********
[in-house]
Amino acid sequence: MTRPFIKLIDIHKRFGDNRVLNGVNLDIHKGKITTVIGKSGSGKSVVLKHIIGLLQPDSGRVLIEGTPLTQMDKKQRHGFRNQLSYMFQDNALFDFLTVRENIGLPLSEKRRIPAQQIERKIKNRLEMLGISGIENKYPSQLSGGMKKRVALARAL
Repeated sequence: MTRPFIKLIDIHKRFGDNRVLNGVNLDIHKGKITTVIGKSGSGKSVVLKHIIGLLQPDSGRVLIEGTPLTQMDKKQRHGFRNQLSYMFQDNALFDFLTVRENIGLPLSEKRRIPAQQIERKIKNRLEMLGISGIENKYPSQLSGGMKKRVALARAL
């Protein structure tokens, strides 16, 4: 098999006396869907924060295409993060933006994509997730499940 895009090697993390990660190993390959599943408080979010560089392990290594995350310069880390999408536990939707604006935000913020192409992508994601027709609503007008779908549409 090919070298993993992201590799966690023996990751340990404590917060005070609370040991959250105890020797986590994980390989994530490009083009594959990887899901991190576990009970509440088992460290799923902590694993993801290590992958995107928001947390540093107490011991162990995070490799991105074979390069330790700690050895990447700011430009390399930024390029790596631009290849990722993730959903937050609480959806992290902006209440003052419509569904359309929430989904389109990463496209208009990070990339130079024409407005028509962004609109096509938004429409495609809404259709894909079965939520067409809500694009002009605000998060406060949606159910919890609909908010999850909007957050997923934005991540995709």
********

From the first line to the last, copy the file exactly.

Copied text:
[in-house]
Amino acid sequence: MTRPFIKLIDIHKRFGDNRVLNGVNLDIHKGKITTVIGKSGSGKSVVLKHIIGLLQPDSGRVLIEGTPLTQMDKKQRHGFRNQLSYMFQDNALFDFLTVRENIGLPLSEKRRIPAQQIERKIKNRLEMLGISGIENKYPSQLSGGMKKRVALARAL
Repeated sequence: MTRPFIKLIDIHKRFGDNRVLNGVNLDIHKGKITTVIGKSGSGKSVVLKHIIGLLQPDSGRVLIEGTPLTQMDKKQRHGFRNQLSYMFQDNALFDFLTVRENIGLPLSEKRRIPAQQIERKIKNRLEMLGISGIENKYPSQLSGGMKKRVALARAL
């Protein structure tokens, strides 16, 4: 098999006396869907924060295409993060933006994509997730499940 895009090697993390990660190993390959599943408080979010560089392990290594995350310069880390999408536990939707604006935000913020192409992508994601027709609503007008779908549409 090919070298993993992201590799966690023996990751340990404590917060005070609370040991959250105890020797986590994980390989994530490009083009594959990887899901991190576990009970509440088992460290799923902590694993993801290590992958995107928001947390540093107490011991162990995070490799991105074979390069330790700690050895990447700011430009390399930024390029790596631009290849990722993730959903937050609480959806992290902006209440003052419509569904359309929430989904389109990463496209208009990070990339130079024409407005028509962004609109096509938004429409495609809404259709894909079965939520067409809500694009002009605000998060406060949606159910919890609909908010999850909007957050997923934005991540995709």